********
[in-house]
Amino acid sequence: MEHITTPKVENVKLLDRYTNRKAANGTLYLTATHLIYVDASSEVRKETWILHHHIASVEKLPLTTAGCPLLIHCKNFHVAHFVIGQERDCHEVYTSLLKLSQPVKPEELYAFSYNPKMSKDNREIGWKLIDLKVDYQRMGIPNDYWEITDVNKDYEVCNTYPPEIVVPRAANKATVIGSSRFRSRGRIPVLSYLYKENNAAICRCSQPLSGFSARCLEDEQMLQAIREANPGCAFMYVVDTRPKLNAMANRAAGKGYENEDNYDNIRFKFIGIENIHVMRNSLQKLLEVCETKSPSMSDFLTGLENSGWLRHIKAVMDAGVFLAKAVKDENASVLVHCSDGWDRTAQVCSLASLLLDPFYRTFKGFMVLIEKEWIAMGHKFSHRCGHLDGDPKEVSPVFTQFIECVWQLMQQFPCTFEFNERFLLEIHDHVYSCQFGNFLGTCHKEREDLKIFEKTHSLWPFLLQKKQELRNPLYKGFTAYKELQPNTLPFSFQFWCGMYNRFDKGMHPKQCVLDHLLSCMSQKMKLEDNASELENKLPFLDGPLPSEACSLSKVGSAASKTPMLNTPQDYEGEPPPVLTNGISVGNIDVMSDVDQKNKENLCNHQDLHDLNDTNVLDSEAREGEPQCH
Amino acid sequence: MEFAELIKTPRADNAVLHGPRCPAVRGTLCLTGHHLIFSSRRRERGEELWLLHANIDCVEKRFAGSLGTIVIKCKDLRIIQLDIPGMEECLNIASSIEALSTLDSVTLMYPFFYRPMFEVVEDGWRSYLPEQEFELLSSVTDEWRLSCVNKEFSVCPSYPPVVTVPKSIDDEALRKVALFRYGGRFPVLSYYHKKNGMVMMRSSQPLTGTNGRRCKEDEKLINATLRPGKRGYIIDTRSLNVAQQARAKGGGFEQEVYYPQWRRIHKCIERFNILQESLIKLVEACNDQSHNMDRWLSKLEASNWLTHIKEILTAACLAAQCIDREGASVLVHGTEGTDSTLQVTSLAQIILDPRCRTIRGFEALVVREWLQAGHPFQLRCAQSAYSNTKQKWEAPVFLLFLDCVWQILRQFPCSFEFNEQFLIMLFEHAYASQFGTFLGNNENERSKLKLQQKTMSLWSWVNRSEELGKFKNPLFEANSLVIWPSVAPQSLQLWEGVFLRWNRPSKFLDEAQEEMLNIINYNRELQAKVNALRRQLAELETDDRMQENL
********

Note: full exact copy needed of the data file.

[in-house]
Amino acid sequence: MEHITTPKVENVKLLDRYTNRKAANGTLYLTATHLIYVDASSEVRKETWILHHHIASVEKLPLTTAGCPLLIHCKNFHVAHFVIGQERDCHEVYTSLLKLSQPVKPEELYAFSYNPKMSKDNREIGWKLIDLKVDYQRMGIPNDYWEITDVNKDYEVCNTYPPEIVVPRAANKATVIGSSRFRSRGRIPVLSYLYKENNAAICRCSQPLSGFSARCLEDEQMLQAIREANPGCAFMYVVDTRPKLNAMANRAAGKGYENEDNYDNIRFKFIGIENIHVMRNSLQKLLEVCETKSPSMSDFLTGLENSGWLRHIKAVMDAGVFLAKAVKDENASVLVHCSDGWDRTAQVCSLASLLLDPFYRTFKGFMVLIEKEWIAMGHKFSHRCGHLDGDPKEVSPVFTQFIECVWQLMQQFPCTFEFNERFLLEIHDHVYSCQFGNFLGTCHKEREDLKIFEKTHSLWPFLLQKKQELRNPLYKGFTAYKELQPNTLPFSFQFWCGMYNRFDKGMHPKQCVLDHLLSCMSQKMKLEDNASELENKLPFLDGPLPSEACSLSKVGSAASKTPMLNTPQDYEGEPPPVLTNGISVGNIDVMSDVDQKNKENLCNHQDLHDLNDTNVLDSEAREGEPQCH
Amino acid sequence: MEFAELIKTPRADNAVLHGPRCPAVRGTLCLTGHHLIFSSRRRERGEELWLLHANIDCVEKRFAGSLGTIVIKCKDLRIIQLDIPGMEECLNIASSIEALSTLDSVTLMYPFFYRPMFEVVEDGWRSYLPEQEFELLSSVTDEWRLSCVNKEFSVCPSYPPVVTVPKSIDDEALRKVALFRYGGRFPVLSYYHKKNGMVMMRSSQPLTGTNGRRCKEDEKLINATLRPGKRGYIIDTRSLNVAQQARAKGGGFEQEVYYPQWRRIHKCIERFNILQESLIKLVEACNDQSHNMDRWLSKLEASNWLTHIKEILTAACLAAQCIDREGASVLVHGTEGTDSTLQVTSLAQIILDPRCRTIRGFEALVVREWLQAGHPFQLRCAQSAYSNTKQKWEAPVFLLFLDCVWQILRQFPCSFEFNEQFLIMLFEHAYASQFGTFLGNNENERSKLKLQQKTMSLWSWVNRSEELGKFKNPLFEANSLVIWPSVAPQSLQLWEGVFLRWNRPSKFLDEAQEEMLNIINYNRELQAKVNALRRQLAELETDDRMQENL